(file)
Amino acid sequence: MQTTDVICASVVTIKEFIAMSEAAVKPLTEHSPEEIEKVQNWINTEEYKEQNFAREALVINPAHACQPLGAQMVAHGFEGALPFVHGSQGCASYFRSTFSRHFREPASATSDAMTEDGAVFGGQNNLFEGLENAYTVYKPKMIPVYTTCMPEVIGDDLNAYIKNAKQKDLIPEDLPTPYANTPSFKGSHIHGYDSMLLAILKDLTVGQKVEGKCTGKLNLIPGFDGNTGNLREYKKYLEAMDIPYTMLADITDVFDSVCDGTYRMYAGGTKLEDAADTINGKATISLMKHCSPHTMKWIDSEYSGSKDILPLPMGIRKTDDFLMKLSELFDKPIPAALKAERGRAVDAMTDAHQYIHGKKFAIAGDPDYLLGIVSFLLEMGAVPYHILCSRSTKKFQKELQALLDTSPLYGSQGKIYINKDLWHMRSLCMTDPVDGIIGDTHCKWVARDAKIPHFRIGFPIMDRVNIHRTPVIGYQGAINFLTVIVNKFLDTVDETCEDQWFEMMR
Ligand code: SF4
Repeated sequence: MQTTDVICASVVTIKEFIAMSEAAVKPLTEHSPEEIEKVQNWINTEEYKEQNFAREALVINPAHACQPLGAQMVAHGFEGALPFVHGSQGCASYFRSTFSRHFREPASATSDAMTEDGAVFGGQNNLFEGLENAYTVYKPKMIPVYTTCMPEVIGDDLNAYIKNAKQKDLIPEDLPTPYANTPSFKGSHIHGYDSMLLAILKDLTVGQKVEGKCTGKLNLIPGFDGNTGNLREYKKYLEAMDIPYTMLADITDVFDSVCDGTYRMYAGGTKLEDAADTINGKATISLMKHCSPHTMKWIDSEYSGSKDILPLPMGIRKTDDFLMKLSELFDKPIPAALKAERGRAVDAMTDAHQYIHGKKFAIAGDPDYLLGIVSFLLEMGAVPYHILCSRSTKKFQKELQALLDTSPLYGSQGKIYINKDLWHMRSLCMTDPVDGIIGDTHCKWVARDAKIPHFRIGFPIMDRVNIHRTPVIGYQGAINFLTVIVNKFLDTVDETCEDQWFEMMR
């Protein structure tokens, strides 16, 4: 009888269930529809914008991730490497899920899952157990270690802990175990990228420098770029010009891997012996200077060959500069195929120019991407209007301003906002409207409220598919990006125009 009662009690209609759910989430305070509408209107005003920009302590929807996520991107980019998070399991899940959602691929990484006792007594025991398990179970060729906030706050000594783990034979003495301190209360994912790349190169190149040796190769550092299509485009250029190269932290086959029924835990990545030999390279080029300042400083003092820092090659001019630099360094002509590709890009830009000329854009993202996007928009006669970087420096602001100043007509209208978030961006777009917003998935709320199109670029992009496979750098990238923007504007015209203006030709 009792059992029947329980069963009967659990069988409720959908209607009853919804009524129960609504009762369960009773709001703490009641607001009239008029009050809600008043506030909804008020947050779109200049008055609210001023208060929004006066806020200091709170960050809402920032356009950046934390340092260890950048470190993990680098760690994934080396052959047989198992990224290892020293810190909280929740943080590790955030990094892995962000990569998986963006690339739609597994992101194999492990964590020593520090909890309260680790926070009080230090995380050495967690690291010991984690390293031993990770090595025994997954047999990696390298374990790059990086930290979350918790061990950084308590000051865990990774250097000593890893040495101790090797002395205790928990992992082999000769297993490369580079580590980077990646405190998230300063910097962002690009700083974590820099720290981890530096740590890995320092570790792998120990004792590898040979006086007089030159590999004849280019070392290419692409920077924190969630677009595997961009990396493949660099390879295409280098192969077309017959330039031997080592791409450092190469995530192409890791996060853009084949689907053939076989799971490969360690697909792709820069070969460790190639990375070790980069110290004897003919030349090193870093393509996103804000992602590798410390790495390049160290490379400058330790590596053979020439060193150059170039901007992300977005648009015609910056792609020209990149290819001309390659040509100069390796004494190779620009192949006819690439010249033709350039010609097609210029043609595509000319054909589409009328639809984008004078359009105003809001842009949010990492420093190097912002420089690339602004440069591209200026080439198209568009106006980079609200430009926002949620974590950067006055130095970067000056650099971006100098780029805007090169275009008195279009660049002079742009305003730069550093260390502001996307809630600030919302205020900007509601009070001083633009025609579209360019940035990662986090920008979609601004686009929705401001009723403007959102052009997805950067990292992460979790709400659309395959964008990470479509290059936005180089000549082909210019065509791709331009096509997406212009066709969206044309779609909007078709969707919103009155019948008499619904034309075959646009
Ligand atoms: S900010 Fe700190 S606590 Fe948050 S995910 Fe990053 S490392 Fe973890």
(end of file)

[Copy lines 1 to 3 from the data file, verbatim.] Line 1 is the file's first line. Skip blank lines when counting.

Amino acid sequence: MQTTDVICASVVTIKEFIAMSEAAVKPLTEHSPEEIEKVQNWINTEEYKEQNFAREALVINPAHACQPLGAQMVAHGFEGALPFVHGSQGCASYFRSTFSRHFREPASATSDAMTEDGAVFGGQNNLFEGLENAYTVYKPKMIPVYTTCMPEVIGDDLNAYIKNAKQKDLIPEDLPTPYANTPSFKGSHIHGYDSMLLAILKDLTVGQKVEGKCTGKLNLIPGFDGNTGNLREYKKYLEAMDIPYTMLADITDVFDSVCDGTYRMYAGGTKLEDAADTINGKATISLMKHCSPHTMKWIDSEYSGSKDILPLPMGIRKTDDFLMKLSELFDKPIPAALKAERGRAVDAMTDAHQYIHGKKFAIAGDPDYLLGIVSFLLEMGAVPYHILCSRSTKKFQKELQALLDTSPLYGSQGKIYINKDLWHMRSLCMTDPVDGIIGDTHCKWVARDAKIPHFRIGFPIMDRVNIHRTPVIGYQGAINFLTVIVNKFLDTVDETCEDQWFEMMR
Ligand code: SF4
Repeated sequence: MQTTDVICASVVTIKEFIAMSEAAVKPLTEHSPEEIEKVQNWINTEEYKEQNFAREALVINPAHACQPLGAQMVAHGFEGALPFVHGSQGCASYFRSTFSRHFREPASATSDAMTEDGAVFGGQNNLFEGLENAYTVYKPKMIPVYTTCMPEVIGDDLNAYIKNAKQKDLIPEDLPTPYANTPSFKGSHIHGYDSMLLAILKDLTVGQKVEGKCTGKLNLIPGFDGNTGNLREYKKYLEAMDIPYTMLADITDVFDSVCDGTYRMYAGGTKLEDAADTINGKATISLMKHCSPHTMKWIDSEYSGSKDILPLPMGIRKTDDFLMKLSELFDKPIPAALKAERGRAVDAMTDAHQYIHGKKFAIAGDPDYLLGIVSFLLEMGAVPYHILCSRSTKKFQKELQALLDTSPLYGSQGKIYINKDLWHMRSLCMTDPVDGIIGDTHCKWVARDAKIPHFRIGFPIMDRVNIHRTPVIGYQGAINFLTVIVNKFLDTVDETCEDQWFEMMR